The overall body of evidence examined by the 2015 DGAC identifies that a healthy dietary pattern is higher in vegetables, fruits, whole grains, low- or non-fat dairy, seafood, legumes, and nuts; moderate in alcohol (among adults); lower in red and processed meats; and low in sugar-sweetened foods and drinks and refined grains. Additional strong evidence shows that it is not necessary to eliminate food groups or conform to a single dietary pattern to achieve healthy dietary patterns. Rather, individuals can combine foods in a variety of flexible ways to achieve healthy dietary patterns, and these strategies should be tailored to meet the individual’s health needs, dietary preferences and cultural traditions. Current research also strongly demonstrates that regular physical activity promotes health and reduces chronic disease risk.
I appreciate this position both because it is just what the evidence supports, and because it eschews dogma, leaving people the latitude required to wind up loving the food that loves them back – as my own family does. There is no reason why eating cannot allow for both health, and pleasure.
As noted, the report’s emphasis on plant foods is based both on the body of evidence related to human health, and quite appropriately, on considerations of sustainability. Whatever the potential merits of a meaty, Paleo-style diet, they are substantially impractical as the prevailing norm for a huge population of humanity on a shrinking planet. The Dietary Guidelines for Americans serve an audience of over 300 million people, and that must be a consideration. A section in the advisory committee’s report devoted to sustainability is a very welcome addition.
There has been much debate lately about appropriate thresholds for dietary sodium. The committee concluded that most Americans still get more sodium than is good for us, and efforts to reduce prevailing intake should continue. Since roughly 80 percent of the sodium in the typical American diet comes from processed foods, rather than the family salt shaker, a shift to less processed, and morehome-prepared foods in general, rather than a fixation on sodium per se, is the right strategy. I agree entirely.
The committee resisted the clamor to renounce everything we thought we knew about saturated fat, and looked at the evidence on all sides of the argument. Despite the hype, no studies have shown health benefits of increasing saturated fat intake; they have, at best, indicated that when we replace an excess of saturated fat with an excess of sugar and refined starch, we are going sideways. In contrast, intervention trials with both Mediterranean and plant-based diets low in saturated fat have been shown to slash rates of heart disease. The committee, presumably on the basis of just such evidence, retained saturated fat as a nutrient of concern, suggesting we limit our consumption. Again, however, the right response is about foods, not nutrients. By eating principally wholesome foods in sensible combinations, saturated fat intake comes down. It comes down, as well, by eating low-fat junk foods, but that doesn’t mean it’s a good idea.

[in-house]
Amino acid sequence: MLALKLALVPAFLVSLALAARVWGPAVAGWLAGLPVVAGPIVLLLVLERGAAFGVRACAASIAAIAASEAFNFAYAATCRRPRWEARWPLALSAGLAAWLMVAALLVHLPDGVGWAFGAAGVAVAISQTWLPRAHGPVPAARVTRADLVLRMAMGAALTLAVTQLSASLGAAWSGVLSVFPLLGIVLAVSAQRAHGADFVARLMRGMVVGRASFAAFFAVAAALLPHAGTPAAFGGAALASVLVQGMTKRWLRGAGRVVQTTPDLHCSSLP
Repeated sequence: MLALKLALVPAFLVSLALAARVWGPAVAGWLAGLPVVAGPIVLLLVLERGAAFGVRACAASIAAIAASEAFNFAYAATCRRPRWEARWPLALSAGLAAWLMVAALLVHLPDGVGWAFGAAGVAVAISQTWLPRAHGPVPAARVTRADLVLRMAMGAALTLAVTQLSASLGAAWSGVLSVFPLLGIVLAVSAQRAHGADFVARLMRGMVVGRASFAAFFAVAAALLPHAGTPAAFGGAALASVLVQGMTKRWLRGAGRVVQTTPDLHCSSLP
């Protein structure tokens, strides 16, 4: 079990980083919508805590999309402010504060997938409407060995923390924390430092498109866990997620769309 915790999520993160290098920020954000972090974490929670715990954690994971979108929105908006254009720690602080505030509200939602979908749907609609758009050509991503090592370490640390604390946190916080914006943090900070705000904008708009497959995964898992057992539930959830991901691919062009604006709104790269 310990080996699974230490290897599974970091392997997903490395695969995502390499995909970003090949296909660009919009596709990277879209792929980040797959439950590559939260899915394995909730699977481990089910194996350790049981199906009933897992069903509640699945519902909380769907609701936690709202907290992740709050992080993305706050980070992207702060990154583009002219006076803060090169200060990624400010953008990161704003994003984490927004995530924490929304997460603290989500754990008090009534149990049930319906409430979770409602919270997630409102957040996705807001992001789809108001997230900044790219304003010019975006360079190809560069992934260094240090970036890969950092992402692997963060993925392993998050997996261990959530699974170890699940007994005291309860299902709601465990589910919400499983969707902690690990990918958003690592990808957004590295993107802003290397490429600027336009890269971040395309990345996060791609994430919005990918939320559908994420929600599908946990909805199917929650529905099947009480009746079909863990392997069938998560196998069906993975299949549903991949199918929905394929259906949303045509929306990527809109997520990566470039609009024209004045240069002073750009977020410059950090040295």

In contrast to the treatment of saturated fat, the committee did change course for dietary cholesterol as noted. This, too, was an evidence-based enterprise, and here, too, in my view, they got it right.
Unlike competing factions in our culture, the committee obviously felt no obligation to espouse dietary dogma. The recommendations rightly recognize the harms of excess sugar and refined starch, while also noting the liabilities of excessive intake of meat, processed meat especially. I searched the document, and found no mention of the word “gluten.”
Finally, the committee acknowledged the importance of family, although I would have liked that to be even greater. A cultural emphasis on families eating well together will speed the dawn of the day that “dieting” dies – and eating well together replaces it. In the world’s Blue Zones, they don’t diet – they live it, eating well in traditional patterns as families and communities. As a result, they live longer and better than the rest of us.
The job of the 2015 Dietary Guidelines Advisory Committee was to use the best available evidence, not the evidence they liked best, and generate reliable dietary guidance to advance public health. I think they did an outstanding job. I think they did just that.
And so it is that I, with neither beans nor bratwurst nor a diet book to sell you, say: bravo!
But as we have been told, knives are already being sharpened. More worrisome are the veiled attacks, masquerading as something else, fomenting in the shadows. For daring to tell the truth about carrots, the committee report will be forced to run a gauntlet of swinging sticks.
It deserves to survive that gauntlet. The committee members did their job, looking out for our well-being. Let’s return the favor now. Please stand with me in standing up for the Dietary Guidelines Advisory Committee report. It is honest, and it is evidence-based. It is predicated on epidemiology, not ideology.
I like it, and take this opportunity to say to the committee members who have worked very hard for long months: Thank you.